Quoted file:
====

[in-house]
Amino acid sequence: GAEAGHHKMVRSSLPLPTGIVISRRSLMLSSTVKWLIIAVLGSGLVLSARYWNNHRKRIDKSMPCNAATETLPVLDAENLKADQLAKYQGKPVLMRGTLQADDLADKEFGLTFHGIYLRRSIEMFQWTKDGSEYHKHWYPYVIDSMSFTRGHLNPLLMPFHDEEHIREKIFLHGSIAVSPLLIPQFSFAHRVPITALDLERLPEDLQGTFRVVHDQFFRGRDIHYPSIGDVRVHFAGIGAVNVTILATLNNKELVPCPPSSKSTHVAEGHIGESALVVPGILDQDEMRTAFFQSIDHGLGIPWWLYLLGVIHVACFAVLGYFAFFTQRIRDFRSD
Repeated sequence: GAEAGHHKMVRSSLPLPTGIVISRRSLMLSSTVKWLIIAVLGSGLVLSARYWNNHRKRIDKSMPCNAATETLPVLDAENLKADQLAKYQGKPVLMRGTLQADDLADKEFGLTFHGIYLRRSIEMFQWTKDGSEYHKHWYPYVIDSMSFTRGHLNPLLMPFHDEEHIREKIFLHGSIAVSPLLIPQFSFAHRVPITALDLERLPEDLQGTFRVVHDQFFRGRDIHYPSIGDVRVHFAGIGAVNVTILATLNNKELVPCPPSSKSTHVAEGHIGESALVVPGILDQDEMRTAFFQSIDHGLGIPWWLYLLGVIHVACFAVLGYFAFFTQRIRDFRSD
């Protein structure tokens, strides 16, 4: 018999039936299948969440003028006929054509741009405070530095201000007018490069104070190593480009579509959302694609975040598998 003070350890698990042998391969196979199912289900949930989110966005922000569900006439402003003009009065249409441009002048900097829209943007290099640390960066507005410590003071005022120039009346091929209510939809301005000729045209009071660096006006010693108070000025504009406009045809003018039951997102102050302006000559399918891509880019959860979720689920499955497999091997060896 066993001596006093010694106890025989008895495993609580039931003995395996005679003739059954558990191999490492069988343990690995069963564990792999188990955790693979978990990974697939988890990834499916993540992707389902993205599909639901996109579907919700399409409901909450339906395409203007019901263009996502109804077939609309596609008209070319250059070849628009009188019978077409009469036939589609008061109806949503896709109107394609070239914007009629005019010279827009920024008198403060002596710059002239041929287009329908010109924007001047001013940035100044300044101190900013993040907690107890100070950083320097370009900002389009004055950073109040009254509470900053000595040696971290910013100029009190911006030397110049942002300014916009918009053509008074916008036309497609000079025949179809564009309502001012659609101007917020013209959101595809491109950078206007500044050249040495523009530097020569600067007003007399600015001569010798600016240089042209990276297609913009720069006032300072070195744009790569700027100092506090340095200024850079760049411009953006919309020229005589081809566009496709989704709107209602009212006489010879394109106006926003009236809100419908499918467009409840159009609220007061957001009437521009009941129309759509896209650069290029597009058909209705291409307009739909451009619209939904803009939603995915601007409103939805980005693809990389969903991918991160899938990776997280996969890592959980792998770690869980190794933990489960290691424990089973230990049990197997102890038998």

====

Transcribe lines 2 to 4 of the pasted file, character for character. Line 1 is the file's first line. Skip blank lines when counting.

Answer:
Amino acid sequence: GAEAGHHKMVRSSLPLPTGIVISRRSLMLSSTVKWLIIAVLGSGLVLSARYWNNHRKRIDKSMPCNAATETLPVLDAENLKADQLAKYQGKPVLMRGTLQADDLADKEFGLTFHGIYLRRSIEMFQWTKDGSEYHKHWYPYVIDSMSFTRGHLNPLLMPFHDEEHIREKIFLHGSIAVSPLLIPQFSFAHRVPITALDLERLPEDLQGTFRVVHDQFFRGRDIHYPSIGDVRVHFAGIGAVNVTILATLNNKELVPCPPSSKSTHVAEGHIGESALVVPGILDQDEMRTAFFQSIDHGLGIPWWLYLLGVIHVACFAVLGYFAFFTQRIRDFRSD
Repeated sequence: GAEAGHHKMVRSSLPLPTGIVISRRSLMLSSTVKWLIIAVLGSGLVLSARYWNNHRKRIDKSMPCNAATETLPVLDAENLKADQLAKYQGKPVLMRGTLQADDLADKEFGLTFHGIYLRRSIEMFQWTKDGSEYHKHWYPYVIDSMSFTRGHLNPLLMPFHDEEHIREKIFLHGSIAVSPLLIPQFSFAHRVPITALDLERLPEDLQGTFRVVHDQFFRGRDIHYPSIGDVRVHFAGIGAVNVTILATLNNKELVPCPPSSKSTHVAEGHIGESALVVPGILDQDEMRTAFFQSIDHGLGIPWWLYLLGVIHVACFAVLGYFAFFTQRIRDFRSD
């Protein structure tokens, strides 16, 4: 018999039936299948969440003028006929054509741009405070530095201000007018490069104070190593480009579509959302694609975040598998 003070350890698990042998391969196979199912289900949930989110966005922000569900006439402003003009009065249409441009002048900097829209943007290099640390960066507005410590003071005022120039009346091929209510939809301005000729045209009071660096006006010693108070000025504009406009045809003018039951997102102050302006000559399918891509880019959860979720689920499955497999091997060896 066993001596006093010694106890025989008895495993609580039931003995395996005679003739059954558990191999490492069988343990690995069963564990792999188990955790693979978990990974697939988890990834499916993540992707389902993205599909639901996109579907919700399409409901909450339906395409203007019901263009996502109804077939609309596609008209070319250059070849628009009188019978077409009469036939589609008061109806949503896709109107394609070239914007009629005019010279827009920024008198403060002596710059002239041929287009329908010109924007001047001013940035100044300044101190900013993040907690107890100070950083320097370009900002389009004055950073109040009254509470900053000595040696971290910013100029009190911006030397110049942002300014916009918009053509008074916008036309497609000079025949179809564009309502001012659609101007917020013209959101595809491109950078206007500044050249040495523009530097020569600067007003007399600015001569010798600016240089042209990276297609913009720069006032300072070195744009790569700027100092506090340095200024850079760049411009953006919309020229005589081809566009496709989704709107209602009212006489010879394109106006926003009236809100419908499918467009409840159009609220007061957001009437521009009941129309759509896209650069290029597009058909209705291409307009739909451009619209939904803009939603995915601007409103939805980005693809990389969903991918991160899938990776997280996969890592959980792998770690869980190794933990489960290691424990089973230990049990197997102890038998």